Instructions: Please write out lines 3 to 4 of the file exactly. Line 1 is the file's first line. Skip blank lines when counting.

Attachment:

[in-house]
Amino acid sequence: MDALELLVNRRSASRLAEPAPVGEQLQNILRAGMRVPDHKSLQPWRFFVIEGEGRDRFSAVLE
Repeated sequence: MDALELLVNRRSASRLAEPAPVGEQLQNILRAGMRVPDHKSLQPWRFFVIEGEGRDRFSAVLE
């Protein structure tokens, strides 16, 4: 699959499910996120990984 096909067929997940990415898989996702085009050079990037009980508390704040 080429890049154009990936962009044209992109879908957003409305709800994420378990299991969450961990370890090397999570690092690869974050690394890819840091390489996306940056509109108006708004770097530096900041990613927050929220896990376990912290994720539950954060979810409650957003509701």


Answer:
Repeated sequence: MDALELLVNRRSASRLAEPAPVGEQLQNILRAGMRVPDHKSLQPWRFFVIEGEGRDRFSAVLE
């Protein structure tokens, strides 16, 4: 699959499910996120990984 096909067929997940990415898989996702085009050079990037009980508390704040 080429890049154009990936962009044209992109879908957003409305709800994420378990299991969450961990370890090397999570690092690869974050690394890819840091390489996306940056509109108006708004770097530096900041990613927050929220896990376990912290994720539950954060979810409650957003509701």